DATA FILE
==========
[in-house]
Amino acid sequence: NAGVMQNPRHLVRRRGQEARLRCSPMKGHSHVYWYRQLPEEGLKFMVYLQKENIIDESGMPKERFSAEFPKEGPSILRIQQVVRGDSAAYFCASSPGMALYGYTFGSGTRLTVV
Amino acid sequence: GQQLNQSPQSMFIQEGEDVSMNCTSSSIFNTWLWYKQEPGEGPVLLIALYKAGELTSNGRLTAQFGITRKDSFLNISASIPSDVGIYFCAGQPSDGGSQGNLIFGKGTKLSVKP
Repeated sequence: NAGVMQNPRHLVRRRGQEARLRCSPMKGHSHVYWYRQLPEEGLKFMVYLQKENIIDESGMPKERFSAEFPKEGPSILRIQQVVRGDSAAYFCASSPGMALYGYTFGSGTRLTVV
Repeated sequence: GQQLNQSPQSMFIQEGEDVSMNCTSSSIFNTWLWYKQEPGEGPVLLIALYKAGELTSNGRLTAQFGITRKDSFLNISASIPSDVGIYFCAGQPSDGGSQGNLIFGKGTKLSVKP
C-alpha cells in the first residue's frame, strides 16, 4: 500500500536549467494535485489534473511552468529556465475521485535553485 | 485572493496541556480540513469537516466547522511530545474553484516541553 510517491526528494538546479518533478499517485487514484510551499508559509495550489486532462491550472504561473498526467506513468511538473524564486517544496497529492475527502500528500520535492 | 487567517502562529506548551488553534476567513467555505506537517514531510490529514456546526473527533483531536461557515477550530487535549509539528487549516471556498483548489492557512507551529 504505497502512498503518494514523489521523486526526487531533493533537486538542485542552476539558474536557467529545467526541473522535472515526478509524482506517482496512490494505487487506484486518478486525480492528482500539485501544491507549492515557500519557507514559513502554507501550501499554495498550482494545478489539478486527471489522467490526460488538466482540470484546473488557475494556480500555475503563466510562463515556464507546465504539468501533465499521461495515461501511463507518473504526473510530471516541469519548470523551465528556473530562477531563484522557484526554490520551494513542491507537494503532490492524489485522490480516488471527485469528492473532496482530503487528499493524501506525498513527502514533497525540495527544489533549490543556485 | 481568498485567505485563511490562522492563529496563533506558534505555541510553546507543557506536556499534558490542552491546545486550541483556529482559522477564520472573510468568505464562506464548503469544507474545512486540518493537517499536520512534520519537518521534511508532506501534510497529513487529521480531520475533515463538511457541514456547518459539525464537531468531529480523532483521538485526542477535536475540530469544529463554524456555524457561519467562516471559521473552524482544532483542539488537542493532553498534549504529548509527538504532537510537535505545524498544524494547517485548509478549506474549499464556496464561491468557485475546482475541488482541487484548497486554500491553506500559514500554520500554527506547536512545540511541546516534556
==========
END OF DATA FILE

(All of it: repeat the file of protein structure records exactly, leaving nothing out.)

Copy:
[in-house]
Amino acid sequence: NAGVMQNPRHLVRRRGQEARLRCSPMKGHSHVYWYRQLPEEGLKFMVYLQKENIIDESGMPKERFSAEFPKEGPSILRIQQVVRGDSAAYFCASSPGMALYGYTFGSGTRLTVV
Amino acid sequence: GQQLNQSPQSMFIQEGEDVSMNCTSSSIFNTWLWYKQEPGEGPVLLIALYKAGELTSNGRLTAQFGITRKDSFLNISASIPSDVGIYFCAGQPSDGGSQGNLIFGKGTKLSVKP
Repeated sequence: NAGVMQNPRHLVRRRGQEARLRCSPMKGHSHVYWYRQLPEEGLKFMVYLQKENIIDESGMPKERFSAEFPKEGPSILRIQQVVRGDSAAYFCASSPGMALYGYTFGSGTRLTVV
Repeated sequence: GQQLNQSPQSMFIQEGEDVSMNCTSSSIFNTWLWYKQEPGEGPVLLIALYKAGELTSNGRLTAQFGITRKDSFLNISASIPSDVGIYFCAGQPSDGGSQGNLIFGKGTKLSVKP
C-alpha cells in the first residue's frame, strides 16, 4: 500500500536549467494535485489534473511552468529556465475521485535553485 | 485572493496541556480540513469537516466547522511530545474553484516541553 510517491526528494538546479518533478499517485487514484510551499508559509495550489486532462491550472504561473498526467506513468511538473524564486517544496497529492475527502500528500520535492 | 487567517502562529506548551488553534476567513467555505506537517514531510490529514456546526473527533483531536461557515477550530487535549509539528487549516471556498483548489492557512507551529 504505497502512498503518494514523489521523486526526487531533493533537486538542485542552476539558474536557467529545467526541473522535472515526478509524482506517482496512490494505487487506484486518478486525480492528482500539485501544491507549492515557500519557507514559513502554507501550501499554495498550482494545478489539478486527471489522467490526460488538466482540470484546473488557475494556480500555475503563466510562463515556464507546465504539468501533465499521461495515461501511463507518473504526473510530471516541469519548470523551465528556473530562477531563484522557484526554490520551494513542491507537494503532490492524489485522490480516488471527485469528492473532496482530503487528499493524501506525498513527502514533497525540495527544489533549490543556485 | 481568498485567505485563511490562522492563529496563533506558534505555541510553546507543557506536556499534558490542552491546545486550541483556529482559522477564520472573510468568505464562506464548503469544507474545512486540518493537517499536520512534520519537518521534511508532506501534510497529513487529521480531520475533515463538511457541514456547518459539525464537531468531529480523532483521538485526542477535536475540530469544529463554524456555524457561519467562516471559521473552524482544532483542539488537542493532553498534549504529548509527538504532537510537535505545524498544524494547517485548509478549506474549499464556496464561491468557485475546482475541488482541487484548497486554500491553506500559514500554520500554527506547536512545540511541546516534556